News / Africa

Zimbabwe Surveys Show President Mugabe's Party Gaining Ground

Zimbabwean President Robert Mugabe (R) and Prime Minister Morgan Tsvangirai arrive at a rally marking Zimbabwe's 31st independence anniversary celebrations in Harare, Zimbabwe, April 18, 2011. Zimbabwean President Robert Mugabe (R) and Prime Minister Morgan Tsvangirai arrive at a rally marking Zimbabwe's 31st independence anniversary celebrations in Harare, Zimbabwe, April 18, 2011.
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Zimbabwean President Robert Mugabe (R) and Prime Minister Morgan Tsvangirai arrive at a rally marking Zimbabwe's 31st independence anniversary celebrations in Harare, Zimbabwe, April 18, 2011.
Zimbabwean President Robert Mugabe (R) and Prime Minister Morgan Tsvangirai arrive at a rally marking Zimbabwe's 31st independence anniversary celebrations in Harare, Zimbabwe, April 18, 2011.
HARARE, Zimbabwe — In Zimbabwe, two new surveys show the popularity of President Robert Mugabe’s party is surging while that of Prime Minister Morgan Tsvangirai and his Movement for Democratic Change [MDC] is going down. Analysts say supporters of Tsvangirai have not been happy with his efforts in a fragile power-sharing government he formed three years ago with Mugabe’s ZANU-PF party.

Two surveys released by Freedom House and Afrobarometer on Friday said Mugabe’s ZANU-PF would win polls ahead of Tsvangirai’s MDC. The decline of the MDC party, which won the violence-marred 2008 elections, does not surprise Pedzisai Ruhanya, a media and democracy doctorate student at University of Westminster in London.
 
“When the MDC got into government their message was a message of change," said Ruhanya. "Change against what? Against bad leadership… against poor service… against corruption. But now there is corruption, there is bad leadership that we see in those that are in government on the side of the MDC. People are beginning to think, 'Is this the qualitative change we were looking at?' And they withdraw.”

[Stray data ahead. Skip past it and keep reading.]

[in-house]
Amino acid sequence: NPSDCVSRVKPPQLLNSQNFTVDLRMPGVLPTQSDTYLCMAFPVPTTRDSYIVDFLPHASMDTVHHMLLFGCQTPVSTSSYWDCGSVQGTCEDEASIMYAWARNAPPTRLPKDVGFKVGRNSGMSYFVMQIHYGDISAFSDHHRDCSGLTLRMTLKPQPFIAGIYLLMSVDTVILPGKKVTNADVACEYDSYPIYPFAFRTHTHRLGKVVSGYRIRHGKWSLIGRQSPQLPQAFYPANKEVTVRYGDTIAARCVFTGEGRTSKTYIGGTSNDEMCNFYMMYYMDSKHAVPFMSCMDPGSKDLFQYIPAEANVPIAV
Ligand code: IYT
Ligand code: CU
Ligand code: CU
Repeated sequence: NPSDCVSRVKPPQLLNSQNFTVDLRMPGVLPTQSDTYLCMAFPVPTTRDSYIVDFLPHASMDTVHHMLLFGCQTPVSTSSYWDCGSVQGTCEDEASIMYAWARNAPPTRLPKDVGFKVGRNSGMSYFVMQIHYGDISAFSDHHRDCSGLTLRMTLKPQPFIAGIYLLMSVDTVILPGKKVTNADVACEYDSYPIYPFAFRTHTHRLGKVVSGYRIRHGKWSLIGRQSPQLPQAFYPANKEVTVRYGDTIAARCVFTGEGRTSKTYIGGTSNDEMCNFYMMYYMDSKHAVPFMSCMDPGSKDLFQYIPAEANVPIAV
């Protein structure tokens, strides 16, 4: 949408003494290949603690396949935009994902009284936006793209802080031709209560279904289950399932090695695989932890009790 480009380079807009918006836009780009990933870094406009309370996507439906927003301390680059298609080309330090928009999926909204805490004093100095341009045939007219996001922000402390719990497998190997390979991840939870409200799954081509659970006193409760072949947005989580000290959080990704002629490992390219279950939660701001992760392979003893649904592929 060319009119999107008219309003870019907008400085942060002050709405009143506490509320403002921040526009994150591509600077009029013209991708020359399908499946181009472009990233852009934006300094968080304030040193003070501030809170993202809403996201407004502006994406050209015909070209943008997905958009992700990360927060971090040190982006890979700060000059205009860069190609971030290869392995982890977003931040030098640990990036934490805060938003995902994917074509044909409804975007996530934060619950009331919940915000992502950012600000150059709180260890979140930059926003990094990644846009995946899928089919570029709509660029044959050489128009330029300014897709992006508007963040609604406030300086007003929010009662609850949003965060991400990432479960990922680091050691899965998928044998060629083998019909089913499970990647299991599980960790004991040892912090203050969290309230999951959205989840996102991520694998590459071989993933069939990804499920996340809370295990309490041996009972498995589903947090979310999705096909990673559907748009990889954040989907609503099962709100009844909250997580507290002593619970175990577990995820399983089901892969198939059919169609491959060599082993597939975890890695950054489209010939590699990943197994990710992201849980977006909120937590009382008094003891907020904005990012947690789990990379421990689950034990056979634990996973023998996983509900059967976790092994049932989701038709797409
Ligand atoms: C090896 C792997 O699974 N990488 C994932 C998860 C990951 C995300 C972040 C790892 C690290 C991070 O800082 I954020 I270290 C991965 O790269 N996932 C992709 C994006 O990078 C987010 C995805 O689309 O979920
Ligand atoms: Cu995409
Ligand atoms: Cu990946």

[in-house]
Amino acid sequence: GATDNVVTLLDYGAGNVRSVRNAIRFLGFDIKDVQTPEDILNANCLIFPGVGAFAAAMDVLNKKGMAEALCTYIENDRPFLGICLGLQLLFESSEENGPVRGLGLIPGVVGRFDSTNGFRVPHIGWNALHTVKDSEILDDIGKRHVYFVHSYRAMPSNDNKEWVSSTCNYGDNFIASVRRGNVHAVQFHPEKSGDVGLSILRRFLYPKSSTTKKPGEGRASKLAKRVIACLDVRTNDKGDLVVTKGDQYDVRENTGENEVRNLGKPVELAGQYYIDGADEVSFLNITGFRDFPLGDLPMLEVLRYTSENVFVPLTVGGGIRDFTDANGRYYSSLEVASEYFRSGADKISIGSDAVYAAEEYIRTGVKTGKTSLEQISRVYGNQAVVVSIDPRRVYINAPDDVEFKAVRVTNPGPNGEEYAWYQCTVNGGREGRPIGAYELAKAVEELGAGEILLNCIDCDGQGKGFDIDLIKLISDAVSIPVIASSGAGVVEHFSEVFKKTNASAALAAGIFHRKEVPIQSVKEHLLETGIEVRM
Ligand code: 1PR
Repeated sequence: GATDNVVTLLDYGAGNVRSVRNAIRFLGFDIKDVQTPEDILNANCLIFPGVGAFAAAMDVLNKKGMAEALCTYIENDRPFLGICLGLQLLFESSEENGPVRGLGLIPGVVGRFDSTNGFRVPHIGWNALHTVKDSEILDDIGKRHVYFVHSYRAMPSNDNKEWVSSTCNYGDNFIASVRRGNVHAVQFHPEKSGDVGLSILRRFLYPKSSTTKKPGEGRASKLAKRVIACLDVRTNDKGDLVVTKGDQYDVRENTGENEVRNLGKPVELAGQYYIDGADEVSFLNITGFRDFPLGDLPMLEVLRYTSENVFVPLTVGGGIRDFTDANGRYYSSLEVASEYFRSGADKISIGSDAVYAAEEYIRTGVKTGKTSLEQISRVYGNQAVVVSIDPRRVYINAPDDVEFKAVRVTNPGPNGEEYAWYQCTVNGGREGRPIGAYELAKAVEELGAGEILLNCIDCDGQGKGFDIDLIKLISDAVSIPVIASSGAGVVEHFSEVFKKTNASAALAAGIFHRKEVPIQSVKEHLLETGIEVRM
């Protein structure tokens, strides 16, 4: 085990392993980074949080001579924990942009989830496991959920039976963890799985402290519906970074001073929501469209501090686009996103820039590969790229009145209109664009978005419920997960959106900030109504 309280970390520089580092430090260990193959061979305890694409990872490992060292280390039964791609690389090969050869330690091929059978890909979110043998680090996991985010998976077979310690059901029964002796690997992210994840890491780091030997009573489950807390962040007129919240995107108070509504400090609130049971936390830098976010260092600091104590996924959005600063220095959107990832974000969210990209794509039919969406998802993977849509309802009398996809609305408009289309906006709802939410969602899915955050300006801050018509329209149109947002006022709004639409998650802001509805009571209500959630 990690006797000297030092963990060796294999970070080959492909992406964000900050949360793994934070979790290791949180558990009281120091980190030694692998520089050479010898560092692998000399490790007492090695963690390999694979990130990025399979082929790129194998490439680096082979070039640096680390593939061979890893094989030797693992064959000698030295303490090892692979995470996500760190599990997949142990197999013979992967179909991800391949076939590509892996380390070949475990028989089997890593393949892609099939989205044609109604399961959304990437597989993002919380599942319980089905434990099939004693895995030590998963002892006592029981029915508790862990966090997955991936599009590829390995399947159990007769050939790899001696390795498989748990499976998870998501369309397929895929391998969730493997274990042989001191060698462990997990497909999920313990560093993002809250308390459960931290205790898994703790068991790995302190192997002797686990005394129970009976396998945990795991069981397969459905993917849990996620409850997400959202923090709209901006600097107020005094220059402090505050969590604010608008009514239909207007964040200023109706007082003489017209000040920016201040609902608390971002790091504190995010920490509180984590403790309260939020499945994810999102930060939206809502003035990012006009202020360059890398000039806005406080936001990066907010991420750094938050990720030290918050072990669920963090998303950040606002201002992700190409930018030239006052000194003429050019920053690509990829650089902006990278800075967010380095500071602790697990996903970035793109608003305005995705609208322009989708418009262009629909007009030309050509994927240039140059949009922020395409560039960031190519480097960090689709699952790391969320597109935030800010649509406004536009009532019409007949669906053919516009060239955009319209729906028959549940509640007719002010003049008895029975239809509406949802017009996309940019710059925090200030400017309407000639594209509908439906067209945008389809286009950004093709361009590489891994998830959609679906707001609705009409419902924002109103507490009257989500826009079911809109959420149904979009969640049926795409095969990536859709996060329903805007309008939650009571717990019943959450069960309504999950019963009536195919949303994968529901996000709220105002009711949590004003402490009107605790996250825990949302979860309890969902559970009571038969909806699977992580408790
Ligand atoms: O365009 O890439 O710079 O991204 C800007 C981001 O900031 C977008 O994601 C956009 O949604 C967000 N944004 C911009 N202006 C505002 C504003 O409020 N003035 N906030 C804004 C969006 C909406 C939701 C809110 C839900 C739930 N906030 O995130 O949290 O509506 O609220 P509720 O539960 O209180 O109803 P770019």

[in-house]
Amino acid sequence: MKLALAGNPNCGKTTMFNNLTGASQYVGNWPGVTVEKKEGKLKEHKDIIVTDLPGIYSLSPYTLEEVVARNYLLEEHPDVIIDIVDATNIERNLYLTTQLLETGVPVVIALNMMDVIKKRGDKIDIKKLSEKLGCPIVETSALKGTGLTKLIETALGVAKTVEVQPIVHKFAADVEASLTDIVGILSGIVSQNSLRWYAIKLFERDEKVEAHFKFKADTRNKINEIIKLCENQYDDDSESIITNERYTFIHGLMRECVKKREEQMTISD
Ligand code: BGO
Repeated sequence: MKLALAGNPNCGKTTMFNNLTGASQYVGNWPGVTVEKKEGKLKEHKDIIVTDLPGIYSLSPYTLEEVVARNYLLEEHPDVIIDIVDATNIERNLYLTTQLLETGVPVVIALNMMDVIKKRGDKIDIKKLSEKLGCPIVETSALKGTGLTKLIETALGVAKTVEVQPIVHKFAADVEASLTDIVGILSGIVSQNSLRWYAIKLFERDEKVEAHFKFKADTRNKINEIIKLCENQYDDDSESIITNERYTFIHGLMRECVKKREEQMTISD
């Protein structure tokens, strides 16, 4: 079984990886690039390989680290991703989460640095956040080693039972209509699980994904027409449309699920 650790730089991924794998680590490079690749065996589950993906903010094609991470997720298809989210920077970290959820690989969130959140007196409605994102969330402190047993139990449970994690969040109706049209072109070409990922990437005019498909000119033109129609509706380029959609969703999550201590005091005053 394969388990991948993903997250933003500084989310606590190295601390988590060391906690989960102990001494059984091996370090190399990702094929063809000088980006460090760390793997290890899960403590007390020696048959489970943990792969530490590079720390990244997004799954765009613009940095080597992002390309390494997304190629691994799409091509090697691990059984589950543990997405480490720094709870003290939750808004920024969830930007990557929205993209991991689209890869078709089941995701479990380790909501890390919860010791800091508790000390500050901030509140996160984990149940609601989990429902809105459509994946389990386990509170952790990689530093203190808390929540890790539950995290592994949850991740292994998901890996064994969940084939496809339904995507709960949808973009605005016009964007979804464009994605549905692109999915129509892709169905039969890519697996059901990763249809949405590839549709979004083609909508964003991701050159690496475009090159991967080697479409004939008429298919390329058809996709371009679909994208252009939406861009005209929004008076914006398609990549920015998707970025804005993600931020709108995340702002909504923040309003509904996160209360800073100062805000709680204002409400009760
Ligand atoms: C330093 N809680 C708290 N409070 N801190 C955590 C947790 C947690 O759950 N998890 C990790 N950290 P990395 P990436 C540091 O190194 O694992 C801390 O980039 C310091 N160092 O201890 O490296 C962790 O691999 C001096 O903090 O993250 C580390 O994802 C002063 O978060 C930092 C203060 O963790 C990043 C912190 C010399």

The survey released by the Afrobarometer survey research project found that an election in Zimbabwe today would result in another coalition government, since there would be no outright winner.  

In a telephone interview Rugare Gumbo, the spokesperson for ZANU-PF, said his party was empowering people, hence its swelling popularity.

“The resources of the country, which we are giving to our people… positively impact on ZANU-PF to [with] support,” said Gumbo.

The comment by Gumbo is a reference to the policies of "indigenizing" foreign-owned companies and seizing white-owned farmland that Mugabe’s party has supported.  

The Afrobarometer survey - entitled “Voting Intentions in Zimbabwe: A Margin of Terror?” - said the violence that marred the 2008 polls remains an issue in the African country.

Douglas Mwonzora, the spokesperson for the MDC, said his party would defy findings of both the Freedom House and the Afrobarometer surveys.

“Yes, we have a number of disappointed people who thought that change was coming, who thought our getting into power with ZANU-PF was synonymous to running our government on our own. Those people will give us a chance to run the government on our own,” said Mwonzora.

Mwonzora was referring to the next government that will be determined after voting next year in Zimbabwe. Zimbabwe is due to have general elections sometime in 2013, once ZANU-PF and the MDC sort out differences over a new constitution. Tsvangirai and the MDC have said the elections cannot take place until the new constitution has been adopted, in order to ensure free and fair elections.

Zimbabwe's last elections in 2008 were deeply marred by violence, most of it by ZANU-PF supporters against perceived supporters of the MDC. Regional leaders nullified a presidential run-off in which Mugabe claimed victory and then was forced into a coalition with Tsvangirai, then the opposition leader.

Tsvangirai and MDC had won the first round of the elections, the first time in Zimbabwe’s history that the ZANU-PF lost its majority in parliament.

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